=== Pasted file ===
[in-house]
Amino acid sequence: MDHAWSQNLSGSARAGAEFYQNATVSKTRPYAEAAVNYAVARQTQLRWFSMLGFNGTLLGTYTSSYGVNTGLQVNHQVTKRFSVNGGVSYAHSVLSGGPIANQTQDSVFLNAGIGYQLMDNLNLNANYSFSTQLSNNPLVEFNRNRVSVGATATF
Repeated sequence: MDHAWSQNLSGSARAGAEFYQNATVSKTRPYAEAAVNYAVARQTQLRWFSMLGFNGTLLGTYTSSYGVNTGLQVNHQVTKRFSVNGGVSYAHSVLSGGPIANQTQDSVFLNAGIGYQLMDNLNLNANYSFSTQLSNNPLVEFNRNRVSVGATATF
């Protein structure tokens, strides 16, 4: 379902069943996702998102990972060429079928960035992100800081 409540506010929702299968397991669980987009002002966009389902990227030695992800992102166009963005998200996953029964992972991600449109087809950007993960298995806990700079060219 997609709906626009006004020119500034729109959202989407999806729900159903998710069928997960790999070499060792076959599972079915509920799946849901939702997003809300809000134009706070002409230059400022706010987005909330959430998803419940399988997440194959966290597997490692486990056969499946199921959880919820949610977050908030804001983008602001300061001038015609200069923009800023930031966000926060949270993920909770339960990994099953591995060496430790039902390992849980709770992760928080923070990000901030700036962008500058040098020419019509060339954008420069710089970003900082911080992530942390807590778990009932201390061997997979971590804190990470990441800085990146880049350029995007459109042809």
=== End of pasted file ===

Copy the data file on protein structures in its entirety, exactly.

[in-house]
Amino acid sequence: MDHAWSQNLSGSARAGAEFYQNATVSKTRPYAEAAVNYAVARQTQLRWFSMLGFNGTLLGTYTSSYGVNTGLQVNHQVTKRFSVNGGVSYAHSVLSGGPIANQTQDSVFLNAGIGYQLMDNLNLNANYSFSTQLSNNPLVEFNRNRVSVGATATF
Repeated sequence: MDHAWSQNLSGSARAGAEFYQNATVSKTRPYAEAAVNYAVARQTQLRWFSMLGFNGTLLGTYTSSYGVNTGLQVNHQVTKRFSVNGGVSYAHSVLSGGPIANQTQDSVFLNAGIGYQLMDNLNLNANYSFSTQLSNNPLVEFNRNRVSVGATATF
């Protein structure tokens, strides 16, 4: 379902069943996702998102990972060429079928960035992100800081 409540506010929702299968397991669980987009002002966009389902990227030695992800992102166009963005998200996953029964992972991600449109087809950007993960298995806990700079060219 997609709906626009006004020119500034729109959202989407999806729900159903998710069928997960790999070499060792076959599972079915509920799946849901939702997003809300809000134009706070002409230059400022706010987005909330959430998803419940399988997440194959966290597997490692486990056969499946199921959880919820949610977050908030804001983008602001300061001038015609200069923009800023930031966000926060949270993920909770339960990994099953591995060496430790039902390992849980709770992760928080923070990000901030700036962008500058040098020419019509060339954008420069710089970003900082911080992530942390807590778990009932201390061997997979971590804190990470990441800085990146880049350029995007459109042809």